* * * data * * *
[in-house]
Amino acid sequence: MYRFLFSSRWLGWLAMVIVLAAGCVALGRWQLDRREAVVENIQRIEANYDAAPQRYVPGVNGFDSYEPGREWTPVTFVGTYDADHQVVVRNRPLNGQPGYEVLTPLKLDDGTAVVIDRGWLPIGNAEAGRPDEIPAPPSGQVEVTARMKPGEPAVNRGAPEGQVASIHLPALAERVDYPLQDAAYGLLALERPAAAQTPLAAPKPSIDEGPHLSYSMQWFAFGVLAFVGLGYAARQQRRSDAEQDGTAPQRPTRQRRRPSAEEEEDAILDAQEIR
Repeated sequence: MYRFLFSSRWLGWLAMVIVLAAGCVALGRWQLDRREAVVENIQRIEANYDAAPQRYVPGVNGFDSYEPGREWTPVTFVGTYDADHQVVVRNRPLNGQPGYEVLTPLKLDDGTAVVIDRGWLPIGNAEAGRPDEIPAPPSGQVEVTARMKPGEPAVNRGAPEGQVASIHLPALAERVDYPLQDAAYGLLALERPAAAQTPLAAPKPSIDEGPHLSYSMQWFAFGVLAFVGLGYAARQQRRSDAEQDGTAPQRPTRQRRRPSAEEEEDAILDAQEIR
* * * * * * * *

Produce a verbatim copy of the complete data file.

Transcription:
[in-house]
Amino acid sequence: MYRFLFSSRWLGWLAMVIVLAAGCVALGRWQLDRREAVVENIQRIEANYDAAPQRYVPGVNGFDSYEPGREWTPVTFVGTYDADHQVVVRNRPLNGQPGYEVLTPLKLDDGTAVVIDRGWLPIGNAEAGRPDEIPAPPSGQVEVTARMKPGEPAVNRGAPEGQVASIHLPALAERVDYPLQDAAYGLLALERPAAAQTPLAAPKPSIDEGPHLSYSMQWFAFGVLAFVGLGYAARQQRRSDAEQDGTAPQRPTRQRRRPSAEEEEDAILDAQEIR
Repeated sequence: MYRFLFSSRWLGWLAMVIVLAAGCVALGRWQLDRREAVVENIQRIEANYDAAPQRYVPGVNGFDSYEPGREWTPVTFVGTYDADHQVVVRNRPLNGQPGYEVLTPLKLDDGTAVVIDRGWLPIGNAEAGRPDEIPAPPSGQVEVTARMKPGEPAVNRGAPEGQVASIHLPALAERVDYPLQDAAYGLLALERPAAAQTPLAAPKPSIDEGPHLSYSMQWFAFGVLAFVGLGYAARQQRRSDAEQDGTAPQRPTRQRRRPSAEEEEDAILDAQEIR